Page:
There are two forms of holiness: “Kedushas haguf” (literally ‘holy body’) which means the object was infused with an intrinsic holiness, and “Kedushas Damim” (literally ‘holy value’) which means that the object itself has not become innately holy, but rather its value is dedicated to the Temple treasury. Our discussion involves an object that possesses the inferior level of Kedushas Damim.
 The commentaries seek to explain how the numbers add up. While half a shekel for 600,000 Jews is 300,000 shekalim, Haman’s 10,000 kikar is the equivalent of 15 million shekel (a kikar is 60 mana and a mana is 25 shekel). It seems that Haman gave 25 times the amount of shekalim that Bnei Yisrael gave?
The Shnayim Mikra brings from the Chizkuni that since a person lives 70 years, if one started contributing the half-shekel at the age of 20, and continued to give for the next fifty years, he would have given a total of 25 shekel throughout his life. Thus Haman did not only compensate for the one-time contribution of the nation, but he paid the equivalent of a lifetime’s worth for every single Jew.
See also Maharsha, Chizkuni to Shemos 30:14, Vilna Gaon to Esther 3:9, Rav Tzadok Hakohain inDivrei Sofrim (p. 84).
 Rav Wolfson explained that all materials donated to the Mishkan were used for the holy vessels or holy courtyards. The only exception was these hooks. The hooks were used to hang the curtains upon the outer courtyard walls. The curtains themselves represented the outermost boundary of the inner elevated sanctuary. Therefore, the hooks that upheld them and protruded outwards did not contain the level of sanctity that the Mishkan had. However they were still ‘connected’. This was symbolic of those who donated the silver for those hooks. They themselves may have been ‘cast out’ but they always remained connected.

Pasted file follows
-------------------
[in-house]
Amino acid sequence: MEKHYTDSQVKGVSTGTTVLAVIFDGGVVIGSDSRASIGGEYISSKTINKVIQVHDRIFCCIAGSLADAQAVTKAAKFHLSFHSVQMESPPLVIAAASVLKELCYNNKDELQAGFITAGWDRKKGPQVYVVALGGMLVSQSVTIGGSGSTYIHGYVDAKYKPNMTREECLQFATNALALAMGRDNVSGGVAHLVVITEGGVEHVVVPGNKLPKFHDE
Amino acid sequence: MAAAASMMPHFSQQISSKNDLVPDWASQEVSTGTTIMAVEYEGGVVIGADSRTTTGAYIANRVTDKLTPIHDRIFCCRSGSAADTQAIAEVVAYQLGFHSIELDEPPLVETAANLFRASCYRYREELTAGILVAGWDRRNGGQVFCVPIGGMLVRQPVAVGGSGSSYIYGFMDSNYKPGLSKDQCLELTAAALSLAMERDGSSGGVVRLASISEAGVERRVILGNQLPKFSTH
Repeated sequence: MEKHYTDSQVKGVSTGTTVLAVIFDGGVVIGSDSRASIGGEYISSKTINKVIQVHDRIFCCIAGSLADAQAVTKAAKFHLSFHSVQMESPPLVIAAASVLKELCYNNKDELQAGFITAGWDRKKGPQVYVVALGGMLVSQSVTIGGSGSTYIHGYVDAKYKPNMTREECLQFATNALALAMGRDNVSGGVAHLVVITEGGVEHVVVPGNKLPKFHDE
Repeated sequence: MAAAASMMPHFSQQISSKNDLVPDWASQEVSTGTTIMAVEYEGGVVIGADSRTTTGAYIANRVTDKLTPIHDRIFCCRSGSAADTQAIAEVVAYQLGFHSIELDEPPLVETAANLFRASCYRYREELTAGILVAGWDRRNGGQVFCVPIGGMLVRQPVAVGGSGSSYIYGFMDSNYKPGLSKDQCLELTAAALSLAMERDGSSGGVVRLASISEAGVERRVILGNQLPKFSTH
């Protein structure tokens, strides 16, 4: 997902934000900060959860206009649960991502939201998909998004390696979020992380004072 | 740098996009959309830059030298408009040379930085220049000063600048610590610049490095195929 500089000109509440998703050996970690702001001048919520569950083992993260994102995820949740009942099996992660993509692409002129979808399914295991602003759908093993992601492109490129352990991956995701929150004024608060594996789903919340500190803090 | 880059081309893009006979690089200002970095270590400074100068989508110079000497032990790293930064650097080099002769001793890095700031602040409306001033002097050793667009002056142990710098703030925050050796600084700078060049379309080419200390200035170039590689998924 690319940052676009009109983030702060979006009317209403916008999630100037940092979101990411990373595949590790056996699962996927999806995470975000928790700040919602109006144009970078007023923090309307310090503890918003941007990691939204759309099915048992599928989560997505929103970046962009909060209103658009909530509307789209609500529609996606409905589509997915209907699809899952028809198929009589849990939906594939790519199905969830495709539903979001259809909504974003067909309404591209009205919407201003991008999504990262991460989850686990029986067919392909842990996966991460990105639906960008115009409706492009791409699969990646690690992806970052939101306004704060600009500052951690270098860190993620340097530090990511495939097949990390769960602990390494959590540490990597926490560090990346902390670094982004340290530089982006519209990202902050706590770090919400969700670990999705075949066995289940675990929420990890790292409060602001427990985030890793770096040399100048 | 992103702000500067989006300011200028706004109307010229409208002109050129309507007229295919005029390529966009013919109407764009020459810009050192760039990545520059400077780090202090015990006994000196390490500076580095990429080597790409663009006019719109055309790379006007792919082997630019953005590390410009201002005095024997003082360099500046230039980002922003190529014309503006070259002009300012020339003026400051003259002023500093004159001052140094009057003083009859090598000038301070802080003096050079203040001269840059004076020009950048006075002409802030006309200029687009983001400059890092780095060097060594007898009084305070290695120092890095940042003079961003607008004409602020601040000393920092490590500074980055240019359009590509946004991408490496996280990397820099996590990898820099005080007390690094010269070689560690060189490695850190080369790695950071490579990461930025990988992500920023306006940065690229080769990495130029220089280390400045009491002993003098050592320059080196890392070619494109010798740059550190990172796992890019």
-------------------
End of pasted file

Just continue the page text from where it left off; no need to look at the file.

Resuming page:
As noted Achashveirosh’s party celebrated the fact that the Temple would not be rebuilt. The Jews’ participation in that feast was a terrible affront to G-d and to themselves!
About the Author:Rabbi Dani Staum, LMSW is the Rabbi of Kehillat New Hempstead, as well as Guidance Counselor and fifth grade Rebbe in ASHAR, and Principal at Mesivta Ohr Naftoli of New Windsor. He can be reached at firstname.lastname@example.org. Visit him on the web at www.stamtorah.info.
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Question: Should we wash our hands in the bathroom with soap and water, or by pouring water from a vessel with handles three times, alternating hands? I have heard it said that a vessel is used only in the morning upon awakening. What are the rules pertaining to young children? What is the protocol if no vessel is available? Additionally, may we dry our hands via an electric dryer?